Most important, committing to narrative competency does not mean giving up on our values and it’s not about just manipulating the other side to get what we want; rather it teaches us to better recognise the sources of our own values and to better integrate these priorities into larger stories that align with the purposes and ambitions of our supposed adversaries.

This piece is Part 1 in a series exploring investing in narrative competency. Part 2 explores the ‘how’ of this question.

Julia Roig is the President of Partners Global, an international non-profit dedicated to democracy and peacebuilding, and @jroig_Partners on Twitter. Dr Solon Simmons is an Associate Professor of Conflict Analysis and Resolution at George Mason University and @solonsimmons on Twitter.


Comments (1)

Ina Breuer, Executive Director, NEID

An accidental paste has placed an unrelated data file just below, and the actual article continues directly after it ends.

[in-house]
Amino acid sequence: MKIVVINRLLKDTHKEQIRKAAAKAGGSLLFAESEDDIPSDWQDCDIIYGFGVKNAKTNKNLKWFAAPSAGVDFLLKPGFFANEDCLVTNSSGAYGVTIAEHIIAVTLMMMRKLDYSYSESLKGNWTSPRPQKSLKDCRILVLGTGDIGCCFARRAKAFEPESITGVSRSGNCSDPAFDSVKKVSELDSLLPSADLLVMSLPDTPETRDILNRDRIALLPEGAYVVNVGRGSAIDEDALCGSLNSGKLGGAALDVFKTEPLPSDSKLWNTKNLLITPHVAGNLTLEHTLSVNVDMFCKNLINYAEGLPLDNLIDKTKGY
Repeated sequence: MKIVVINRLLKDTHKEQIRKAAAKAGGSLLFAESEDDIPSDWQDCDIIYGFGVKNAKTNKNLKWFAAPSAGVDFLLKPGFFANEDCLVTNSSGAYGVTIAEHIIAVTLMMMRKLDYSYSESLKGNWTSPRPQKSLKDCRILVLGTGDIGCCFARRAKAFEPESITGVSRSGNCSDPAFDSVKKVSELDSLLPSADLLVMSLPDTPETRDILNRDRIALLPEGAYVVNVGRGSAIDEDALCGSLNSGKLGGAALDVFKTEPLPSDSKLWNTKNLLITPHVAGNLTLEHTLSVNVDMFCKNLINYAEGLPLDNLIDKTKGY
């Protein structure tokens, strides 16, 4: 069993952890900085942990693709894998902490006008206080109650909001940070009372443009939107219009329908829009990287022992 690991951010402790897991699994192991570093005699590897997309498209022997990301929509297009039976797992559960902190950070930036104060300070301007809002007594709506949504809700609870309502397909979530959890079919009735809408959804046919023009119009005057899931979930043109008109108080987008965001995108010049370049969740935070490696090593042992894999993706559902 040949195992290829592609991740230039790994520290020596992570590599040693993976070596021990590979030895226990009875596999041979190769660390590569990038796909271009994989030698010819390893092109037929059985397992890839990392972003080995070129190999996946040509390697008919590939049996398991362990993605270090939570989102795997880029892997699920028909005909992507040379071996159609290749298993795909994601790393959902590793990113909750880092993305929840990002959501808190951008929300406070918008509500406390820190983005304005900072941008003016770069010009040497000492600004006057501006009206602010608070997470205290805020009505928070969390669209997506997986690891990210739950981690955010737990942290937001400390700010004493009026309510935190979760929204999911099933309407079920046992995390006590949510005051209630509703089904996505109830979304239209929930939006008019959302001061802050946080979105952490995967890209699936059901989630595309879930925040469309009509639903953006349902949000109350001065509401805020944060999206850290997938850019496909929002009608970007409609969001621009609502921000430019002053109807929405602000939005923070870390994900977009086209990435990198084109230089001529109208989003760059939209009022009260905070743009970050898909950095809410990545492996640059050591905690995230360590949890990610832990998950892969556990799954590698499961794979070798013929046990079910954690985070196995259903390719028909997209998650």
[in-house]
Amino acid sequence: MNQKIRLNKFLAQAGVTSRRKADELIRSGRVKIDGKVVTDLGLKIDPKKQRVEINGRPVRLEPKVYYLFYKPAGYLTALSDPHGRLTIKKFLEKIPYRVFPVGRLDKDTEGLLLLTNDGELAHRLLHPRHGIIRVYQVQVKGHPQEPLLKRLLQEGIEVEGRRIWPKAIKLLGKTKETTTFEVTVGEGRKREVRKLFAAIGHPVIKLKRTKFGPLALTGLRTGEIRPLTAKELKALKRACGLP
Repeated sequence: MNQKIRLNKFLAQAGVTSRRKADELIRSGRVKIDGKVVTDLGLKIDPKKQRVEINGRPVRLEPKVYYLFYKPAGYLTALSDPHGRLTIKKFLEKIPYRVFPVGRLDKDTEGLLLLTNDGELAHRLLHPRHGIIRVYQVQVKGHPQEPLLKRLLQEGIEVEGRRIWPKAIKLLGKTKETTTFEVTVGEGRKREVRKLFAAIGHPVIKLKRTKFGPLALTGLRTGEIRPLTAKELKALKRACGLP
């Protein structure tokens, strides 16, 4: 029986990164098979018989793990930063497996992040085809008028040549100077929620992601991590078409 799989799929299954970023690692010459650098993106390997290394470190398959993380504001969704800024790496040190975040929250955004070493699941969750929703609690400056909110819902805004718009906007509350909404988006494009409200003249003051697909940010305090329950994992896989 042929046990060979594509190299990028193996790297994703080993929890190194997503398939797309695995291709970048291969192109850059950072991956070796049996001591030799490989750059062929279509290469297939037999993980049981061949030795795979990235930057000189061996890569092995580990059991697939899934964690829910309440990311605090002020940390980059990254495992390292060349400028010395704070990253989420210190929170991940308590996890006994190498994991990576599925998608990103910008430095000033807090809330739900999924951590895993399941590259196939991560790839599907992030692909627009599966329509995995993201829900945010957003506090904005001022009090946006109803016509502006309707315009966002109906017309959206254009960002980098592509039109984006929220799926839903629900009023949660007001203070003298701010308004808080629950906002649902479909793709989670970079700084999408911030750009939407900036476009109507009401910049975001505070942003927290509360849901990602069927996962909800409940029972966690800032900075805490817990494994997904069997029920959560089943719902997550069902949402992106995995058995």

Dear Julia and Solon, Thank you for raising this very important issue, esp. at this moment when everyone is reexamining their own values, introspecting and actually trying to listen. I run a donor network of international donors and philanthropists out of Boston that has members nation wide and many are very concerned with the polarization they are witnessing in the US but also actively working to re-understand decolonization and what it means in the global context today. We are reading, talking to others and actively learning and changing grant making practices. But nonetheless - for all of us - actually seeing one's own role in the interplay of forces that shape the polarized dialogue is the hardest thing and takes time. Immigration is a good example of an issue - where polarization is very hard to overcome. Both/all sides have fears, truths, standard arguments, positions and language. But its only once we see how our arguments and positions affect how others act that we will see the vicious circle of polarization in this debate. And its only once we see that circle and "get on the balcony" that we will find a way to re-conceptualize this issue, and find new solutions. One lens that many in philanthropy have become familiar with in the last few years and that I believe is a part of practicing "narrative competency" in conflict resolution terms is systems thinking. This is a road in - that can help make the case in philanthropy for funding "narrative competency" within their own organizations and among their grantees and make the case for unraveling the complexity of what we are facing. I agree that its vital that we all to take the time to reflect on who we are in the context of the larger picture and take the time to understand what dynamics will enable people on all sides to find new language and conceptualize new solutions. It will take this sort of activity and time to find a new common vision.